We’re in the middle of a five-year Hollywood dry spell that’s so bad, one journalist even had the chutzpah to claim “The era of big cinema is over“. And in these days of what Mark Steyn calls “present-tense culture“, it may seem hard for many to remember that for forty years, Hollywood could be counted on to release at least one awe-inspiring science fiction film a decade. The trend began in the 1950s with Forbidden Planet, and its glimpse of the staggering artifacts left behind by that eponymic world’s long dead civilization, the Krell. 11 years later in 1968, Stanley Kubrick and Arthur C. Clarke gave the world 2001: A Space Odyssey, which presented audiences with not just The Dawn Of Man, but two of his possible successors: a space-born supercomputer named Hal, and rebirth as a Nietzschian starchild. In 1977, George Lucas would merge 1930s pulp with special effects inspired by 2001, and gave both movie audiences and the Hollywood industry itself A New Hope.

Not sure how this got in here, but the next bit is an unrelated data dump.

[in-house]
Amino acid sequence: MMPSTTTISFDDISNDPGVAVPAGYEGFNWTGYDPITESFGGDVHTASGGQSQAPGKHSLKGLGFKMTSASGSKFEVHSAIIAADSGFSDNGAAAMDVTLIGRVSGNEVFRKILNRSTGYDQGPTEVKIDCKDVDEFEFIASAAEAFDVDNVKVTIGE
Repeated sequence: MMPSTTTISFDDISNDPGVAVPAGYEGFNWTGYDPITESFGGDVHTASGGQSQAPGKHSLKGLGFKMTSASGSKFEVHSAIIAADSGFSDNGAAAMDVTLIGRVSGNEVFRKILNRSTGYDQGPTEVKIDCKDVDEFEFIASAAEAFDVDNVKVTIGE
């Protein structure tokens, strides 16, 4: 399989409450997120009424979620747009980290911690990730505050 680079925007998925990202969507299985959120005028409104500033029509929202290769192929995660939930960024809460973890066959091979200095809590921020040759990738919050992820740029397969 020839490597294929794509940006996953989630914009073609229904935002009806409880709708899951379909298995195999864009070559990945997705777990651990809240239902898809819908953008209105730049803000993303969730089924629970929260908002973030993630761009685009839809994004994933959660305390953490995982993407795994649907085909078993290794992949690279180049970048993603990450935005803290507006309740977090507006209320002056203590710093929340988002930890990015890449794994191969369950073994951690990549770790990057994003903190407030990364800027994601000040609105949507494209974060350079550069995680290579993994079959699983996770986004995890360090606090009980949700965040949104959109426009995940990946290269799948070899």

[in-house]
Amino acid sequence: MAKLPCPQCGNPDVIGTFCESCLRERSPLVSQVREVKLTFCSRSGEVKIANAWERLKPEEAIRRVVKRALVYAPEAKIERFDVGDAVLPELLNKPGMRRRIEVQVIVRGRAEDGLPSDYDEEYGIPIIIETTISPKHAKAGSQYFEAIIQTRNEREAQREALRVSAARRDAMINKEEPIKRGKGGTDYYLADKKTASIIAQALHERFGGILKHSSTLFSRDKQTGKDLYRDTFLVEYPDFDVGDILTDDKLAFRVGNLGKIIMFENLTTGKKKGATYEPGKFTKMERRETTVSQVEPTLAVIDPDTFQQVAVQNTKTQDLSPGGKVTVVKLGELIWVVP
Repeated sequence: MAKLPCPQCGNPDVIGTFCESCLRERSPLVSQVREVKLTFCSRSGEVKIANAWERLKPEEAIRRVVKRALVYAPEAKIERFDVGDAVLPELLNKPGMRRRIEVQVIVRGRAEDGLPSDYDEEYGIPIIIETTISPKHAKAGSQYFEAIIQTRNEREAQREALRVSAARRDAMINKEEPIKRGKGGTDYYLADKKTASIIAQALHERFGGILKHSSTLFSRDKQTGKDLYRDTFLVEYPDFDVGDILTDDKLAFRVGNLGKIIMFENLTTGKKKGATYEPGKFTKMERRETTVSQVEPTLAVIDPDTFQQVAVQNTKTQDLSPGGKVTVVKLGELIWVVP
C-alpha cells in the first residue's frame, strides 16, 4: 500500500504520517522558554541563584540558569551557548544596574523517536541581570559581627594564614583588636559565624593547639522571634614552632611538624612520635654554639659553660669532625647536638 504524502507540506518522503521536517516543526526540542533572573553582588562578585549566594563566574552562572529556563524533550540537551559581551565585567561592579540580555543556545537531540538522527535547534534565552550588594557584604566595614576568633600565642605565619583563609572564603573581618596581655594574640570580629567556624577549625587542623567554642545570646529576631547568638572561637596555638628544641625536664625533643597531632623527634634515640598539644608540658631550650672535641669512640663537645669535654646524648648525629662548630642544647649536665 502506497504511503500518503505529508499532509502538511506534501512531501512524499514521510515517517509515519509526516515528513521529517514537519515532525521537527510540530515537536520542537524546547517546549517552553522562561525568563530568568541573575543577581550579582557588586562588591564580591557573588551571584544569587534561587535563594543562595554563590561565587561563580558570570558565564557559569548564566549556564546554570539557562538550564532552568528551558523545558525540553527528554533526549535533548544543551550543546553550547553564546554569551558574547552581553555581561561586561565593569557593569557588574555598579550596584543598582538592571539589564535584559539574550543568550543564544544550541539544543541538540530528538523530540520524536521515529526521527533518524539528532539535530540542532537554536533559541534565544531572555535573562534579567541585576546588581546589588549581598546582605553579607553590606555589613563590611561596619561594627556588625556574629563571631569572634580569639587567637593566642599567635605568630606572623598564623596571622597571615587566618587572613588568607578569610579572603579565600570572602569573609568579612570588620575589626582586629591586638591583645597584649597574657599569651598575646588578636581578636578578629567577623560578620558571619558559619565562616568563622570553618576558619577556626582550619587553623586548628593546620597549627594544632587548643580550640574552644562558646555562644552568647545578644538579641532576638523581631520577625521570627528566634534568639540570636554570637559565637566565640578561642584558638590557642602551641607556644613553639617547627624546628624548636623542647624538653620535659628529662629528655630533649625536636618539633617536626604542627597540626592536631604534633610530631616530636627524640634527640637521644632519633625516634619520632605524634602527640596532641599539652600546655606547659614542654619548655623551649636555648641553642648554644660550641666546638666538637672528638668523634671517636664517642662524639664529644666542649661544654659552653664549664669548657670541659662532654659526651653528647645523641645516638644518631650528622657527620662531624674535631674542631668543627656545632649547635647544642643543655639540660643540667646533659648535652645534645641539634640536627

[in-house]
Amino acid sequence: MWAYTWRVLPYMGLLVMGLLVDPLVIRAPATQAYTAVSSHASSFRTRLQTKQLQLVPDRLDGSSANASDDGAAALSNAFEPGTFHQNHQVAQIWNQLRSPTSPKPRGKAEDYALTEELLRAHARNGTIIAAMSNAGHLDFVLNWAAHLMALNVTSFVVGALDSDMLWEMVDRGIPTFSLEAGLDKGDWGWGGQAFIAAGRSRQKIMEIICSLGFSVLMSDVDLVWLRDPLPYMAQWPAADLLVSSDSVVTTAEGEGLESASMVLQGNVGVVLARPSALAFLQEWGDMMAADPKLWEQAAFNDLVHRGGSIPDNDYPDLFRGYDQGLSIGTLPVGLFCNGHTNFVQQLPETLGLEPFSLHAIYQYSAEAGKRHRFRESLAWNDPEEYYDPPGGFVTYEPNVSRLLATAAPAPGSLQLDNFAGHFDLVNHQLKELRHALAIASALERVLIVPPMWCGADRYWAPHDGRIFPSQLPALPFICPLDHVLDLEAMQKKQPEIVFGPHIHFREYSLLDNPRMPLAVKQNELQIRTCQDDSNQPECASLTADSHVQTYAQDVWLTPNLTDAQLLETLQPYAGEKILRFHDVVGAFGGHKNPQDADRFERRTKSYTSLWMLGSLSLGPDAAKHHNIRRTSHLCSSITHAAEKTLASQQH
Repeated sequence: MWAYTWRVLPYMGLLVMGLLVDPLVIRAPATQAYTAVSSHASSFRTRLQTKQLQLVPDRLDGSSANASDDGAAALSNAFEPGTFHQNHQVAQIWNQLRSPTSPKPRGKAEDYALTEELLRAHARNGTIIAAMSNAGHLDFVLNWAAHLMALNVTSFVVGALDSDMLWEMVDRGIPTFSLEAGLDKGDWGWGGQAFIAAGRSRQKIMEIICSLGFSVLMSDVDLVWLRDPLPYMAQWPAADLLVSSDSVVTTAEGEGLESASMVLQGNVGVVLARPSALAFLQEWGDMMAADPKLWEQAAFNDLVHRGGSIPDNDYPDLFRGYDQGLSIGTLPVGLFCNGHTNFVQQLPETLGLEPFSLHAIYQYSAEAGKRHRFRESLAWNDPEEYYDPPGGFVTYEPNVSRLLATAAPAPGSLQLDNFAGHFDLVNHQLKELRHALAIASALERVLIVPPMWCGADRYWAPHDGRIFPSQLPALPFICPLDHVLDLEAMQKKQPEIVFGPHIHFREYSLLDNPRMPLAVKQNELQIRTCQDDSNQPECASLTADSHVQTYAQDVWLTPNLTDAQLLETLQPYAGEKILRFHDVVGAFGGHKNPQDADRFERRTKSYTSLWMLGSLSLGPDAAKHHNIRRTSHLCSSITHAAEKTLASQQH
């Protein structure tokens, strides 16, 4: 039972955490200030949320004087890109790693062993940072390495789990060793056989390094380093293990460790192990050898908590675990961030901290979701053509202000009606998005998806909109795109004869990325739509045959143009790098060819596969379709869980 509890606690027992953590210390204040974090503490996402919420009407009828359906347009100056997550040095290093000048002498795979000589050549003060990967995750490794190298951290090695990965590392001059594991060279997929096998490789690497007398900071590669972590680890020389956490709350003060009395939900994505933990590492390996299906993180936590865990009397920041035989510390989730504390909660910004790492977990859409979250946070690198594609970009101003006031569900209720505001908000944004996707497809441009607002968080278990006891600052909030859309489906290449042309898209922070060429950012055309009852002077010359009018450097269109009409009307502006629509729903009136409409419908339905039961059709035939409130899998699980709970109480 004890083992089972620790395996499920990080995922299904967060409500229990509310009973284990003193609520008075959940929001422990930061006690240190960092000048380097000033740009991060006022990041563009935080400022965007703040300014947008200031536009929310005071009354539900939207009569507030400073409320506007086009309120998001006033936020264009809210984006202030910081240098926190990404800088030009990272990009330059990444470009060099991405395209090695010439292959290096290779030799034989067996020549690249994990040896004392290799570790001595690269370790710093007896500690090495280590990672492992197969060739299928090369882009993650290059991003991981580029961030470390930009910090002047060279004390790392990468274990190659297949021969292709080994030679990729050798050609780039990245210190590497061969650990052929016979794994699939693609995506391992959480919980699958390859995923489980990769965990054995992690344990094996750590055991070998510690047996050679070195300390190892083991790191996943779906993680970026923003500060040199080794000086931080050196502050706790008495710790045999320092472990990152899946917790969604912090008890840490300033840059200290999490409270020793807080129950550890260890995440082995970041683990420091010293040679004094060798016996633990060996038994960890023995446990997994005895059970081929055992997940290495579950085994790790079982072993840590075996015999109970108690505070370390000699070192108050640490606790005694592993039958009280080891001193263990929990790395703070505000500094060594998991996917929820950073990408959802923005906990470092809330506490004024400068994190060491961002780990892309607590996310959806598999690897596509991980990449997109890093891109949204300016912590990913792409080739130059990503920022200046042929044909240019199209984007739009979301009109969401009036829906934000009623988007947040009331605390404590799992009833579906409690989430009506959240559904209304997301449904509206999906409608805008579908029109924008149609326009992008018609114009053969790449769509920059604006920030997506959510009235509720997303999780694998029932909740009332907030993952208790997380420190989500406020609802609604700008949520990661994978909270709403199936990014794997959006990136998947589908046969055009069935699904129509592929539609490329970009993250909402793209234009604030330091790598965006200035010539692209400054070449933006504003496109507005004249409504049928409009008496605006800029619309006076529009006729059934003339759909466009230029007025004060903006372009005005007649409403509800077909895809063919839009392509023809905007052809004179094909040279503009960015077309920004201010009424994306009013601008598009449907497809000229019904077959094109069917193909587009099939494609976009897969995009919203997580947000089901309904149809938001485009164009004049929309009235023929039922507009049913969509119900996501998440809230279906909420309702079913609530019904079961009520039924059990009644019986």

In 1999, The Matrix asked moviegoers to question reality itself, as it pondered a future in which the friends of Hal were running the show, and Man was literally nothing more than their batteries.
But The Matrix found its roots in the previous decade’s benchmark science fiction film, 1982’s Blade Runner.
License To Kill
After spending most of the 1970s working in the British advertising industry, Ridley Scott’s first film was The Duellists in 1977, a sort of road company version of Stanley Kubrick’s 1975 anti-epic, Barry Lyndon.
It garnered Scott much praise for its beautiful cinematography, but did little box office. It was with his next movie that Scott would hit the big time. For just as George Lucas had merged 1930s movie serials with cutting edge special effects in Star Wars, in Alien, Scott would take another old-time Hollywood staple, the bug-eyed horror-film monster, and move him into outer space.